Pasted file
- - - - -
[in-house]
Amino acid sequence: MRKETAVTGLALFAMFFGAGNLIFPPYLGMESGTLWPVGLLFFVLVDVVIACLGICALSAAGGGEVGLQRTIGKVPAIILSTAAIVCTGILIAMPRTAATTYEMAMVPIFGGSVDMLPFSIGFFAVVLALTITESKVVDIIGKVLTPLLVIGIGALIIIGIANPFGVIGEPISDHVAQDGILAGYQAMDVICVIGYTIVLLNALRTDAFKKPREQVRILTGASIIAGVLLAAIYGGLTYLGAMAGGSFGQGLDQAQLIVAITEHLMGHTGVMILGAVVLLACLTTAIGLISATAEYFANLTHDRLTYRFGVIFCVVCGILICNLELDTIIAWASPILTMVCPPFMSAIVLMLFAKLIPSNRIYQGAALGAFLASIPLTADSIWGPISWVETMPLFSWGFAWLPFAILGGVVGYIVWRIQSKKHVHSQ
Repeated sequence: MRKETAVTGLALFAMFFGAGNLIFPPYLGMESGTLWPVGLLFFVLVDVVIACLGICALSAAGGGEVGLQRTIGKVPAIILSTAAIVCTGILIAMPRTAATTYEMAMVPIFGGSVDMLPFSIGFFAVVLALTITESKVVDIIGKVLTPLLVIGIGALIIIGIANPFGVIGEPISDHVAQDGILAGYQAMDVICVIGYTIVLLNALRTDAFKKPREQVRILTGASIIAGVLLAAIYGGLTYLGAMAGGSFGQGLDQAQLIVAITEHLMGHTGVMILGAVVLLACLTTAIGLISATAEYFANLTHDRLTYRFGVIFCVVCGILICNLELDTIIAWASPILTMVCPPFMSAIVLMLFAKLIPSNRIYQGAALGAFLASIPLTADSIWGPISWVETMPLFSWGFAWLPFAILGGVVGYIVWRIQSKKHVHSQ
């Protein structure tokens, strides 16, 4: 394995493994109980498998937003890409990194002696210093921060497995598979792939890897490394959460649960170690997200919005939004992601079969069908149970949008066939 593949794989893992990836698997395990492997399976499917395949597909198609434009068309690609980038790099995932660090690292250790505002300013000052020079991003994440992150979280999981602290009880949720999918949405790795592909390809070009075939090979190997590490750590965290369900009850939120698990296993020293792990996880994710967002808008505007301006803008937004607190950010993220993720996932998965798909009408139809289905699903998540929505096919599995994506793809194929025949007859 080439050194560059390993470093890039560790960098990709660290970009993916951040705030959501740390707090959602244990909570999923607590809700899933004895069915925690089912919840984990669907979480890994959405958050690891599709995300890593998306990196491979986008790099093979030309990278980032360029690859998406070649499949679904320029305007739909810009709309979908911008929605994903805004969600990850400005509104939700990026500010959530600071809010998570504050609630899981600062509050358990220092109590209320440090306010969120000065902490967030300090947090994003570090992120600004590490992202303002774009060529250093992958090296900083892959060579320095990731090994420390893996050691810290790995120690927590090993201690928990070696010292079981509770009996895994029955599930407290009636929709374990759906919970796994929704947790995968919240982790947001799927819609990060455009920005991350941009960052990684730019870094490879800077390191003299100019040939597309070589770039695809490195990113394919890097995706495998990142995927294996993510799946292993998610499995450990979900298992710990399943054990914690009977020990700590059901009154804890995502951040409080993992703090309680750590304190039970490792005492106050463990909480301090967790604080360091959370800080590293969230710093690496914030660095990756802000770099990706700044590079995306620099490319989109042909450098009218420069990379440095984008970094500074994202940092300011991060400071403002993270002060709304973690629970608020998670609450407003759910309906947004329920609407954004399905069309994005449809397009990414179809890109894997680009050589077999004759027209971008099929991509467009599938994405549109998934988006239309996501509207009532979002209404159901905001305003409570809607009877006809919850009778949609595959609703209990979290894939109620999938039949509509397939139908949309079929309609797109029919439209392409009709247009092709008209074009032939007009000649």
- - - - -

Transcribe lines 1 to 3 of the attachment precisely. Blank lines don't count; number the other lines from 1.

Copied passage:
[in-house]
Amino acid sequence: MRKETAVTGLALFAMFFGAGNLIFPPYLGMESGTLWPVGLLFFVLVDVVIACLGICALSAAGGGEVGLQRTIGKVPAIILSTAAIVCTGILIAMPRTAATTYEMAMVPIFGGSVDMLPFSIGFFAVVLALTITESKVVDIIGKVLTPLLVIGIGALIIIGIANPFGVIGEPISDHVAQDGILAGYQAMDVICVIGYTIVLLNALRTDAFKKPREQVRILTGASIIAGVLLAAIYGGLTYLGAMAGGSFGQGLDQAQLIVAITEHLMGHTGVMILGAVVLLACLTTAIGLISATAEYFANLTHDRLTYRFGVIFCVVCGILICNLELDTIIAWASPILTMVCPPFMSAIVLMLFAKLIPSNRIYQGAALGAFLASIPLTADSIWGPISWVETMPLFSWGFAWLPFAILGGVVGYIVWRIQSKKHVHSQ
Repeated sequence: MRKETAVTGLALFAMFFGAGNLIFPPYLGMESGTLWPVGLLFFVLVDVVIACLGICALSAAGGGEVGLQRTIGKVPAIILSTAAIVCTGILIAMPRTAATTYEMAMVPIFGGSVDMLPFSIGFFAVVLALTITESKVVDIIGKVLTPLLVIGIGALIIIGIANPFGVIGEPISDHVAQDGILAGYQAMDVICVIGYTIVLLNALRTDAFKKPREQVRILTGASIIAGVLLAAIYGGLTYLGAMAGGSFGQGLDQAQLIVAITEHLMGHTGVMILGAVVLLACLTTAIGLISATAEYFANLTHDRLTYRFGVIFCVVCGILICNLELDTIIAWASPILTMVCPPFMSAIVLMLFAKLIPSNRIYQGAALGAFLASIPLTADSIWGPISWVETMPLFSWGFAWLPFAILGGVVGYIVWRIQSKKHVHSQ